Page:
David Newman’s score is one of the best examples of classic movie music that hits all the right notes without veering into cliché. The last cue in film, “Jimmy’s Last Ride”, is one of my favorite pieces of film music ever. This was an era when it was not uncommon for a track to be created specifically for the trailer. Newman composed a 2minute 15second track for HOFFA’s trailer that still gets my full attention when it pops up in my iTunes library.

So, to all the people who worked so hard to make this film – I salute you this Labor Day and thank you for your effort. I’ve enjoyed the fruit of your labor for many years.

A Most Wanted Man

MARTHA SULLIVAN (Robin Wright) and GUNTER BACHMANN (Philip Seymour Hoffman) are spies squaring off in A MOST WANTED MAN – available on DVD/Bluray.

If you’re looking for something film-related to do this weekend, try one or two of these. These are all a touch on the dark side.

birdman

RIGGAN (Michael Keaton) is having issues in BIRDMAN. In theaters now.

Go see: BIRDMAN or (The Unexpected Virtue of Ignorance) (R, 119 mins, Fox Searchlight, in theaters now) – Alejandro Inarritu’s film has been one of the most highly touted and anticipated of the year in cinephile circles. Now everyone can see what the fuss is about — and there’s so much to see and take in. This one will likely have a few nominations in the major categories come award season — starting with Michael Keaton and Edward Norton. Dan Lybarger’s review of BIRDMAN in today’s (11.07.14) Arkansas Democrat Gazette, is especially illuminating on why the movie works on several levels simultaneously.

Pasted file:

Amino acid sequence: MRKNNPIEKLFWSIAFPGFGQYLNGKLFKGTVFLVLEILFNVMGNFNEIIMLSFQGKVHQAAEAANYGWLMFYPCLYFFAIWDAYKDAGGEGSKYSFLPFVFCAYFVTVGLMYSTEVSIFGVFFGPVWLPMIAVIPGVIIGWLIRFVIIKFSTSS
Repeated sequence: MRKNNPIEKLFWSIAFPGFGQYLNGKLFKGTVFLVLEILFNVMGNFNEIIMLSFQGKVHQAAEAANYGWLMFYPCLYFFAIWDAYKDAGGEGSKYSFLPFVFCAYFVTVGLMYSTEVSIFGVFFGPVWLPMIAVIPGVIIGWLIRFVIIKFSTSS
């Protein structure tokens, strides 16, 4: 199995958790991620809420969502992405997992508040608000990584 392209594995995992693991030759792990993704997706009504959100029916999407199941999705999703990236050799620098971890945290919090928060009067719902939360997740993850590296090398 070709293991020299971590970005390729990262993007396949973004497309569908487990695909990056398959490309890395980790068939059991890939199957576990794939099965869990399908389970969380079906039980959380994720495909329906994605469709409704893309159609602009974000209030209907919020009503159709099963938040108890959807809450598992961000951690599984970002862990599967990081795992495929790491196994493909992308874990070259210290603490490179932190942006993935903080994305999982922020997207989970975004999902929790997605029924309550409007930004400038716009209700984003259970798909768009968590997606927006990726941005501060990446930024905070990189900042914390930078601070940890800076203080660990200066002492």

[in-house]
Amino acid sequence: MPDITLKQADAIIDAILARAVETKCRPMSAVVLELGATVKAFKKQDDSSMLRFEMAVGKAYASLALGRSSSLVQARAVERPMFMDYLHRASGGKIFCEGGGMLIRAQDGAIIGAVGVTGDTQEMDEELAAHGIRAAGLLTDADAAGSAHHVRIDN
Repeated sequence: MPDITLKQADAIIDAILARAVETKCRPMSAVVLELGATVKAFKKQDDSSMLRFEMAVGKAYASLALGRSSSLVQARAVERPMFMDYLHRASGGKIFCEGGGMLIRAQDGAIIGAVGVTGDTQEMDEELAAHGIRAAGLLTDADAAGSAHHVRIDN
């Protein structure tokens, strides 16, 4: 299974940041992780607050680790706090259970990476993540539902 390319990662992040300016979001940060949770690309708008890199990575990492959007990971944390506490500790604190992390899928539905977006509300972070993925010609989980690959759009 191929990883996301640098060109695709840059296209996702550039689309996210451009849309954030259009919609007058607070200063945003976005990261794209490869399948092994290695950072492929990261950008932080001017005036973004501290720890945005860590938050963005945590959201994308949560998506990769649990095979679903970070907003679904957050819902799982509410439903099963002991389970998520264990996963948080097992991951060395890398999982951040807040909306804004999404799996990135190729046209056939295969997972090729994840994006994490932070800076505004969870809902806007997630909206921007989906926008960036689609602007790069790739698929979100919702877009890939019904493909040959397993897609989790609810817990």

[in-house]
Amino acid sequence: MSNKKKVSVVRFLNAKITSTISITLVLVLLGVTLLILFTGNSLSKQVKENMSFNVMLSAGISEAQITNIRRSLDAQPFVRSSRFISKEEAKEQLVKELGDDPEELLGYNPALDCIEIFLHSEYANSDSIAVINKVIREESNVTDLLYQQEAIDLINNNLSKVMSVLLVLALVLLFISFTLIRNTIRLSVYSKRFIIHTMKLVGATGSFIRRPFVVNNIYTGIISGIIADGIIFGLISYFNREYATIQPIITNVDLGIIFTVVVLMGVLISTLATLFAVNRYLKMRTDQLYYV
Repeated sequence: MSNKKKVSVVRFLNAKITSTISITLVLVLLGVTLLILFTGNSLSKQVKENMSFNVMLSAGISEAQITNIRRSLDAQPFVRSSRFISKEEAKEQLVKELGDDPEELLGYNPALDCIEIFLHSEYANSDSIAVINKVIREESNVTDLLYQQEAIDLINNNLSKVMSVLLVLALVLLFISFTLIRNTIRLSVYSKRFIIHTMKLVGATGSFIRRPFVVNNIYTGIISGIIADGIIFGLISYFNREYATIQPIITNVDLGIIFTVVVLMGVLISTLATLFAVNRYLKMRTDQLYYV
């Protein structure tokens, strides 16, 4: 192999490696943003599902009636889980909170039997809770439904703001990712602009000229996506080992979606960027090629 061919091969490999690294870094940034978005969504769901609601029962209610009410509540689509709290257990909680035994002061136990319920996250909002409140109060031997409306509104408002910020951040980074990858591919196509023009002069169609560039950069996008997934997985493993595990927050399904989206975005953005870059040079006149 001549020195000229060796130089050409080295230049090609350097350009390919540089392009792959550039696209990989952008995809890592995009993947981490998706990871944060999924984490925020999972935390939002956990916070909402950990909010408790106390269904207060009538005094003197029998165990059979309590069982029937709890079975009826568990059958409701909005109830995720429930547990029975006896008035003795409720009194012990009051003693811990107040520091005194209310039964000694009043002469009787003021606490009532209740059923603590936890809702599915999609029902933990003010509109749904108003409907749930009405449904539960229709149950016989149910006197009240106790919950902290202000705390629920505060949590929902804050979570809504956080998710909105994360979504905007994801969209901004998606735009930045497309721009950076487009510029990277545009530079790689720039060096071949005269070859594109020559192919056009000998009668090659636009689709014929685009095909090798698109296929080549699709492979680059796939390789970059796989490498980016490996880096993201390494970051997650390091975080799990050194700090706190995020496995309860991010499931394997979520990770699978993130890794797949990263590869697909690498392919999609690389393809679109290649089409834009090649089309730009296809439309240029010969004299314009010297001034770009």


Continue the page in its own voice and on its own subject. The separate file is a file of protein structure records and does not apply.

Watch: A MOST WANTED MAN (R, 122 mins, Roadside Attractions, on DVD/Bluray now) Rather than repeat myself, I’ll just re-post myself. Here’s what I said about A MOST WANTED MAN during it’s theatrical release — and why I still recommend it.

Read: INDECENT PROPOSAL by David McClinktick (Collins Business Essentials) – Hands down, my favorite inside-Hollywood book. It’s so well written, the story itself is so much of an avoidable train wreck — and it transports the reader to the time that big business was done without personal computers, smart phones and electronic tablets. This is not dusty, ancient history — it’s a cautionary tale worthy of it’s own HBO series. Columbia Pictures’s larger-than-life leader, David Begelman, is caught a crime that will forever alter the careers and personal relationships of people in in front of the camera, behind the camera, in the boardroom and in the police department. It’s one of the more darkly comedic and tragic stories in Hollywood history. I’ve read this book two or three times all the way through and find myself picking it up every once in a while to read 10 to 20 pages.

movie-theater

The news Monday that Regal – the largest theater circuit in the world – is open to being courted by any suitable buyers willing to kick its tires, raised a lot of eyebrows. Investors liked the news; Regal’s stock spiked upward even as its earnings report looked pretty bleak compared to same quarter last year. But most everyone else did a bit of handwringing over the future of the movie business – specifically the theater business.

Coming off a disappointing summer at the Box Office, the news that Regal might be going on the block could be interpreted as a bad sign for the future of theatrical exhibition. On the other hand, it could be a sign that Regal’s board thinks this is a good time to get a great price. Why? Foreign money and a strong slate of blockbusters are on the near horizon. You can read some good analysis of those factors by Variety’s Brent Lang here.

I’m not one to kvetch about the prospects for theatrical distribution. The studios and the theater owners still have a vested interest in exhibiting movies for the foreseeable future. Change is coming but that’s nothing new. Some changes are for the worst (or maybe it only seems that way to those of us given to bouts of nostalgia). Some changes are for the best. And sometimes threats to a business can bring out the best in that business. The theater business survived the onslaught of radio (30’s), television (50’s), video games (90’s & aughts), and they’ll survive the Internet. In some ways they’ll thrive because of the Internet.

Here are three reasons I’m not betting against theaters any time soon: